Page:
Parkers overall rating: 4.6 out of 5 4.6

Miles per pound (mpp) Miles per pound (mpp)

Petrol engines 6.4 - 9.4 mpp
Diesel engines 8.0 - 11.4 mpp
Plug-in hybrid petrol engines 31.8 - 43.1 mpp
Low figures relate to the least economical version; high to the most economical. Based on WLTP combined fuel economy for versions of this car made since September 2017 only, and typical current fuel or electricity costs.
Based on "Weighted" mpg; figures depend on the proportion of miles driven in pure electric mode and may vary widely

Fuel economy

Petrol engines 30.1 - 44.1 mpg
Diesel engines 39.8 - 56.5 mpg
Plug-in hybrid petrol engines 148.7 - 201.8 mpg
  • Diesels offer impressive running costs
  • But some petrols not far behind
  • Plug-in hybrid best on paper

The best performer for real-life fuel economy is the 1.6 TDI DSG - achieving up to a claimed 48.7mpg but in lower-spec cars. The official figure can vary between models due to the size of the wheels fitted. 

Moving up the range and the 2.0 TDI 190 manages 44.1-47.1mpg, while 4x4 versions of this are lower at 39.8-43.5mpg. 

For the petrols, the 1.5 TSI claims some almost diesel-like figures of 35.8-39.8mpg (DSG) and 38.7-42.2mpg (manual). The 2.0 TSI isn't quite as impressive at 35.3-37.7mpg, while it's not surprising to learn the 272hp 4x4 model weighs in with the worst official claimed fuel economy at 30.4-32.5mpg.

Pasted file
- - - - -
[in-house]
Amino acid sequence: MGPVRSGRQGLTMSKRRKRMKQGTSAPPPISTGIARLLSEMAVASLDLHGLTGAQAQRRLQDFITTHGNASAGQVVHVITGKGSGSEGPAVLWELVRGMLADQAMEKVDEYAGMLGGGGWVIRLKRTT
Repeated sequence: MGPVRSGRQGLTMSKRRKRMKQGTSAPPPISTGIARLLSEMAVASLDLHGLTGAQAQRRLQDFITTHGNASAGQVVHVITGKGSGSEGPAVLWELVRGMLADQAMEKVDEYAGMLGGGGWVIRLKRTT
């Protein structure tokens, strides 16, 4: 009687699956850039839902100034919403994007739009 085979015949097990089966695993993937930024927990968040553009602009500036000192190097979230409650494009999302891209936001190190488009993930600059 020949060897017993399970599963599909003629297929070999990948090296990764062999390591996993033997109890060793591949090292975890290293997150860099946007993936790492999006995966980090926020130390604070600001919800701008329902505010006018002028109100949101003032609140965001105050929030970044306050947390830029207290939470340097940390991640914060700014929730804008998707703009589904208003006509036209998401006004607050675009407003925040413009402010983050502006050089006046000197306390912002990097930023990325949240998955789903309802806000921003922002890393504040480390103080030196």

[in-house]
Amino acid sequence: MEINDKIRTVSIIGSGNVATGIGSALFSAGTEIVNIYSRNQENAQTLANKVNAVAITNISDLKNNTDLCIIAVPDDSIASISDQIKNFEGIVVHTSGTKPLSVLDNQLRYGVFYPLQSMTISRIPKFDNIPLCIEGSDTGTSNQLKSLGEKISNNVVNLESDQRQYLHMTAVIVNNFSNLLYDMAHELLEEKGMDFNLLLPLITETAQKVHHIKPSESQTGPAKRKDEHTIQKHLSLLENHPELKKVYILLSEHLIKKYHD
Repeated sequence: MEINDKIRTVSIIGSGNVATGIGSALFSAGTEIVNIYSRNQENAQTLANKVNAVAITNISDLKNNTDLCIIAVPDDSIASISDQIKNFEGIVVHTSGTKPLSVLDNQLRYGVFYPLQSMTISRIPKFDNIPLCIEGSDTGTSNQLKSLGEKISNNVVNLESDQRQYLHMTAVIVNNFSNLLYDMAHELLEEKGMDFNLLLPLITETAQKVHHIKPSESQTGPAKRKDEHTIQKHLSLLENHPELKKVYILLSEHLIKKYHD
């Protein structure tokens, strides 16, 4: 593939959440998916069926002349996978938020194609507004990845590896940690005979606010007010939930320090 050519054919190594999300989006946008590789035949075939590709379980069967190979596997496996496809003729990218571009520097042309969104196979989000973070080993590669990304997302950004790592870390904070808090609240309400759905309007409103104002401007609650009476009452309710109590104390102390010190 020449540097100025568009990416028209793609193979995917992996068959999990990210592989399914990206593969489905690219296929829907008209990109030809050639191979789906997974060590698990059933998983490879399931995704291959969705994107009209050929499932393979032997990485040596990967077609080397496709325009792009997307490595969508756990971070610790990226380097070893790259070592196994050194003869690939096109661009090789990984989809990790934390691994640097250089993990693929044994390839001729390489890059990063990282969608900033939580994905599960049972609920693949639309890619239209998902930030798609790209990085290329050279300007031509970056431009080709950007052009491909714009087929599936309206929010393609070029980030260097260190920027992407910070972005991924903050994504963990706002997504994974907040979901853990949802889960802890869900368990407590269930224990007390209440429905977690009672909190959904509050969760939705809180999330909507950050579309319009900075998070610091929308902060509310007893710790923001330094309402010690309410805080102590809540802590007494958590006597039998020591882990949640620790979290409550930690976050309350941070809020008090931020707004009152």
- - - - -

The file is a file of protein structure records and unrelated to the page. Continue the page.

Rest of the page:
While the figures for fuel economy are up to date and WLTP-compliant, the CO2 emissions are not, calculated under NEDC conditions. As such, they are subject to change, but for the time being the best performer is the 1.6 TDI with 113g/km, with 2.0 TDI models claiming 118-132g/km. 

The petrols manage 122-125g/km for the 1.5 TSI, while 2.0 TSI models range from 141g/km for the 190hp unit and 161g/km for the 272hp model. 

On paper, the Superb iV plug-in hybrid is by far and away the best performer for fuel economy, with Skoda claiming it'll manage well over 100mpg. To achieve this, you'll need to be utilising the car's plug-in hybrid powertrain to the full, charging wherever possible and using just electric power almost all the time. If you're in town, the car's 34-mile range should see you achieve this. Plus, CO2 emissions below 40g/km keep things cheap for company car drivers. 

Is it reliable?

  • Everything feels solidly built 
  • But there have been six recalls
  • Three-year warranty from new 

Based on the previous generation’s reputation and the fact it feels like (yet) another quality product from the Volkswagen Group empire, it seems as though the Superb Estate should last. Materials used throughout feel of high quality, even plastics found in the boot area have durable feel which suggest they’ll easily last the lifetime of the car.

The car’s underpinnings are essentially identical to those found on the latest generation Volkswagen Passat, which in turn are a stretched version of the MQB platform found under a plethora of models from the smaller Skoda Octavia to the Volkswagen Golf and even the Audi TT.

Mechanically there are no serious gripes - engines and transmissions have already seen hundreds of thousands of miles of service elsewhere in the Group’s range offering a level of mechanical integrity rival manufacturers would be envious of.

That said, there have been six recalls, varying from issues to do with the sunroof to electrical niggles, but these should have been fixed if you're buying a used model. If you are worried, the Superb comes with a three-year, 60,000-mile warranty from new. 

Ongoing running costs

Road tax (12 months) £0 - £475
See tax rates for all versions
Insurance group 12 - 31
How much is it to insure?